Yes, if you have the addi­tional square footage and ini­tially add wider door­ways, you can always retro­fit the house only if you need it later.

However, debil­i­tat­ing ill­ness some­times does not give a warn­ing. If it were me, I would want to be able to come home as soon as pos­si­ble, rather than have to stay in a rehab facil­ity or a nurs­ing home because my house can­not accom­mo­date my new needs.

Have you con­sid­ered Universal Design in con­struc­tion of your new small home?

6 Responses to “Universal Design Could Help you Later in Your Small Home”

  1. Pamela says:

    Universal design ben­e­fits every­one. Even able-bodied peo­ple and the very young ben­e­fit from eas­ily opened doors and clear floor ways.

    However, I have seen argu­ments against one-floor hous­ing because not hav­ing to take stairs weak­ens people's abil­ity to han­dle them. It's prob­a­bly bet­ter to keep stairs as long as pos­si­ble with plans to ramp them later if required.

    • Kerri says:

      I agree, Pamela, and can attest to that. Our house in the city wasn't a McMansion by any means, it was 1,100 square feet, but it was bi-level. I was up and down the stairs, both inside and out, mul­ti­ple times a day. I really, really have to con­cen­trate here on get­ting enough exer­cise to keep my mus­cles and back strong enough not only to han­dle stairs, but most any other activity.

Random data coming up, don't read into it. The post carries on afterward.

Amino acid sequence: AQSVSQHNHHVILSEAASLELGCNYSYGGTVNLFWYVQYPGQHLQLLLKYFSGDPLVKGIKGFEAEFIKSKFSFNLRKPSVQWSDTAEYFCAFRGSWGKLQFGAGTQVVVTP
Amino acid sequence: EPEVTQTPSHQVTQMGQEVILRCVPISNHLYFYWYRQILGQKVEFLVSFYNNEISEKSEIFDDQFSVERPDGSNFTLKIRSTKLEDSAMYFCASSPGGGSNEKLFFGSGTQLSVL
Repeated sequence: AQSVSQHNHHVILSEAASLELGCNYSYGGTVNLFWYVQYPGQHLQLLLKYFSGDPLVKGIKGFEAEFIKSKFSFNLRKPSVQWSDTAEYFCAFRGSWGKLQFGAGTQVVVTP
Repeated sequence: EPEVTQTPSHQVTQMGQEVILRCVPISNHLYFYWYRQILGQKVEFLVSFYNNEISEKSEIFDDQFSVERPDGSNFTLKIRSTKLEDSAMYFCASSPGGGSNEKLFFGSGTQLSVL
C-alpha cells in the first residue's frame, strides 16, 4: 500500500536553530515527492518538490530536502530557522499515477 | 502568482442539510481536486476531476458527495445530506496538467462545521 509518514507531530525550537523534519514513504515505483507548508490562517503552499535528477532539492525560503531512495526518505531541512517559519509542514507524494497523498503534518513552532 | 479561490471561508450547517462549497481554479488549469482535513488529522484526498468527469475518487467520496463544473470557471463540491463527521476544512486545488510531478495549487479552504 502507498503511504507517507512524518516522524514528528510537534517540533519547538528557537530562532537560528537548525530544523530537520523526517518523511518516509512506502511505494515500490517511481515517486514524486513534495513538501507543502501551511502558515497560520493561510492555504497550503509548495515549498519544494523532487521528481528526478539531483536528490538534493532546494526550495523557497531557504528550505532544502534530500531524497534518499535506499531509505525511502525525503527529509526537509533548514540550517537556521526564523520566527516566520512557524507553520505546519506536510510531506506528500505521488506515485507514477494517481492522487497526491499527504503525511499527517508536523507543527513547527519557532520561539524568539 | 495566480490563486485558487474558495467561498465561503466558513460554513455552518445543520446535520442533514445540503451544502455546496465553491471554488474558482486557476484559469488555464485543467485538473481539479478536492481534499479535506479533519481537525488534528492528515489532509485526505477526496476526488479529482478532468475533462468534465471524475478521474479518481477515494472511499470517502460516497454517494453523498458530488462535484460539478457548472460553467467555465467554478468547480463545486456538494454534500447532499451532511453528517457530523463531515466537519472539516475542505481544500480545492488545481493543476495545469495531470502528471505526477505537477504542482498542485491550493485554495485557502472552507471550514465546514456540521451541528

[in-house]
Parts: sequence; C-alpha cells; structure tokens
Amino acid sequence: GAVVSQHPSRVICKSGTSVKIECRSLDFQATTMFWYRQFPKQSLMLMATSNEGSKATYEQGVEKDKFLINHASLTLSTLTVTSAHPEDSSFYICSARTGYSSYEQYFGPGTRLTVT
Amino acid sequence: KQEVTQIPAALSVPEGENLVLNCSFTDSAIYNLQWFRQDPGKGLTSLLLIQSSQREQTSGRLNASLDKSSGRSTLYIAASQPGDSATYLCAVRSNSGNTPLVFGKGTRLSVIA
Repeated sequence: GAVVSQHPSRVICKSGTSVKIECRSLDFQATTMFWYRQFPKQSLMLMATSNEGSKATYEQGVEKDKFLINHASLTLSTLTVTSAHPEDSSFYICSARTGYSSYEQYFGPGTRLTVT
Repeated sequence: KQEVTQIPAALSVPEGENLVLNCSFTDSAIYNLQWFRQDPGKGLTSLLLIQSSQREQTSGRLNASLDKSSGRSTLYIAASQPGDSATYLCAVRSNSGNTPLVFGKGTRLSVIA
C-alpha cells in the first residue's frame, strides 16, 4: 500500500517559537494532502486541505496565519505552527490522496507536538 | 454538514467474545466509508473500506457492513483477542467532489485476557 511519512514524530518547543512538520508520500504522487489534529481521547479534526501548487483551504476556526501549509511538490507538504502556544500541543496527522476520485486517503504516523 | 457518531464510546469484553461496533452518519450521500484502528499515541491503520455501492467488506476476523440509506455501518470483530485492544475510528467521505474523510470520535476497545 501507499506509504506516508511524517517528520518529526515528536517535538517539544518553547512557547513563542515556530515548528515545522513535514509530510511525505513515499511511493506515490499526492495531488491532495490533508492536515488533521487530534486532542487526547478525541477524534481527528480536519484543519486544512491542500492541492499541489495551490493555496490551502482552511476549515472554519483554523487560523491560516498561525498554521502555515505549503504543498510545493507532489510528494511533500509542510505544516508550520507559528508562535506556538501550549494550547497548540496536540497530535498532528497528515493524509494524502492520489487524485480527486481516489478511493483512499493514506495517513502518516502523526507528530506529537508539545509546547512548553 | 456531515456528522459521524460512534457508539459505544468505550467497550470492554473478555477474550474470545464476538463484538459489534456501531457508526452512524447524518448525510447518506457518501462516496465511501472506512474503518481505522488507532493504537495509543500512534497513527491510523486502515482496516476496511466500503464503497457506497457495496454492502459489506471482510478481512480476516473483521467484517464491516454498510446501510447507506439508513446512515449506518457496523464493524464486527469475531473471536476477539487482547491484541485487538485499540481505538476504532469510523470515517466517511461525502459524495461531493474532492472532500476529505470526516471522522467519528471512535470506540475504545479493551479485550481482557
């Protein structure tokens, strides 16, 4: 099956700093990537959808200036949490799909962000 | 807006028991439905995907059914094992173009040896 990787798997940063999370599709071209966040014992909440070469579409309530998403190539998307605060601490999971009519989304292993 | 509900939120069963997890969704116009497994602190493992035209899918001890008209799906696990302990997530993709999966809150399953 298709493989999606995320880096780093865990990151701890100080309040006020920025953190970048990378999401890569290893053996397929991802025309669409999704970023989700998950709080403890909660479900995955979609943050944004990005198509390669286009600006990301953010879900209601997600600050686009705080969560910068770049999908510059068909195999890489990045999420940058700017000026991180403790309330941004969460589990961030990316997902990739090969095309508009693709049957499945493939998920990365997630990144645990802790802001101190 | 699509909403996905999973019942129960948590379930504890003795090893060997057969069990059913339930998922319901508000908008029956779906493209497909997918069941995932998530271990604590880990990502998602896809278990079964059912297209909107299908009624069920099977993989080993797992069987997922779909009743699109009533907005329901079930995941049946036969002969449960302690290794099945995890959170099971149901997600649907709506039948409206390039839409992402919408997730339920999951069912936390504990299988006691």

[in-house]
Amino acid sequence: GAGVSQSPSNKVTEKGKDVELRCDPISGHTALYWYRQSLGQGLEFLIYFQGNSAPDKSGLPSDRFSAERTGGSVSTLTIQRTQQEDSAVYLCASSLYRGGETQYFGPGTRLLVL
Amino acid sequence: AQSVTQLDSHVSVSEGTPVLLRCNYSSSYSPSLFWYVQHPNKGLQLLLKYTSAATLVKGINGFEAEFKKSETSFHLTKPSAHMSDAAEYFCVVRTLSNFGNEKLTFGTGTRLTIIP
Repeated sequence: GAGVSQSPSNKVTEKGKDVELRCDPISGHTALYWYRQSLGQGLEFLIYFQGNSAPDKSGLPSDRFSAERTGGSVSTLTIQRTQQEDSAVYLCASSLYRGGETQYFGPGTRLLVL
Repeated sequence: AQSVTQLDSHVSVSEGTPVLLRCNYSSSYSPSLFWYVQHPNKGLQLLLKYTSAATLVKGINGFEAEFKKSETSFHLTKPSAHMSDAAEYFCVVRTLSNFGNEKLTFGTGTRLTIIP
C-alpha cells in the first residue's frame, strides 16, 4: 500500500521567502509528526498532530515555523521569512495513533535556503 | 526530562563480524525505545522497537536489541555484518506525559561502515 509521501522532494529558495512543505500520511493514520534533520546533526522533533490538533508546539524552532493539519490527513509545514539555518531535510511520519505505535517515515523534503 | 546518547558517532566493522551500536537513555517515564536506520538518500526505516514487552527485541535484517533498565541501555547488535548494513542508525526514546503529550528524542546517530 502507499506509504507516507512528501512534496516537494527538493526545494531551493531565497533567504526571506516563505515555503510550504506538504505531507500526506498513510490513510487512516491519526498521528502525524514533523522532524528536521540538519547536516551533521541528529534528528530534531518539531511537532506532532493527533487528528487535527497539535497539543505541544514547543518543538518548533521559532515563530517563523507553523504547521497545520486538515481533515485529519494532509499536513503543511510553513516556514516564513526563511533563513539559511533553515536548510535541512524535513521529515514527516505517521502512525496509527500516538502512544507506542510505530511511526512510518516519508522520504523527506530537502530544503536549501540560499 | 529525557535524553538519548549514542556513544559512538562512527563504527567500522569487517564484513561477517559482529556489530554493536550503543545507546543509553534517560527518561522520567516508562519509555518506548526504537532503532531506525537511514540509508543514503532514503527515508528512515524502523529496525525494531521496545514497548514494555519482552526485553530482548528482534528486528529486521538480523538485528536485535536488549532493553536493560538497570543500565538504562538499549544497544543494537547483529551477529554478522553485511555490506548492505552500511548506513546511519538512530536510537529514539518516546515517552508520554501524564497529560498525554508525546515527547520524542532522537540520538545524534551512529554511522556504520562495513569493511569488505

2. Sabrina says:

    These things were all in our list of con­sid­er­a­tions for buy­ing a house. We lucked out and found a house that only needs one floor lev­eled and the dooknobs and light switches changed. All rel­a­tively minor expenses. We were really blessed.

  3. Great post! We looked for "Universal Design" fea­tures in the home we bought, when we moved to the coun­try. We tried to look at houses through the eyes of an eighty year old. What kind of archi­tec­tural ele­ments would we need, in order to man­age to live com­fort­ably even into advanced old age? It's been our dream to live out in the coun­try for a long time. We wanted to do every­thing we could to ensure that we can enjoy this dream for as long as pos­si­ble, hope­fully the rest of our lives. Though our house is not "tiny" by any stretch of the imag­i­na­tion, it is well designed to meet the spe­cial needs of elderly liv­ing. Doorways are wide enough for wheel­chair. There is no step up to the front door or the back. Master bed­room, bath and kitchen and util­ity room are all on ground level floor. We do have a sec­ond story on the house, but it would be pos­si­ble to live only on the first floor if steps become too dif­fi­cult to deal with every day. I think that if some­one is look­ing to build or buy a house that they hope to live in right into old age, it's impor­tant to make sure that the home can accom­mo­date the par­tic­u­lar needs of seniors, or at least can be adapted to fit those needs.

    • Kerri says:

      Thanks, Kathleen. I even wish our home in the city had UD so my mom could have come to live with us. We had a split level and she could only get into the down­stairs. It's such an impor­tant thing to think ahead.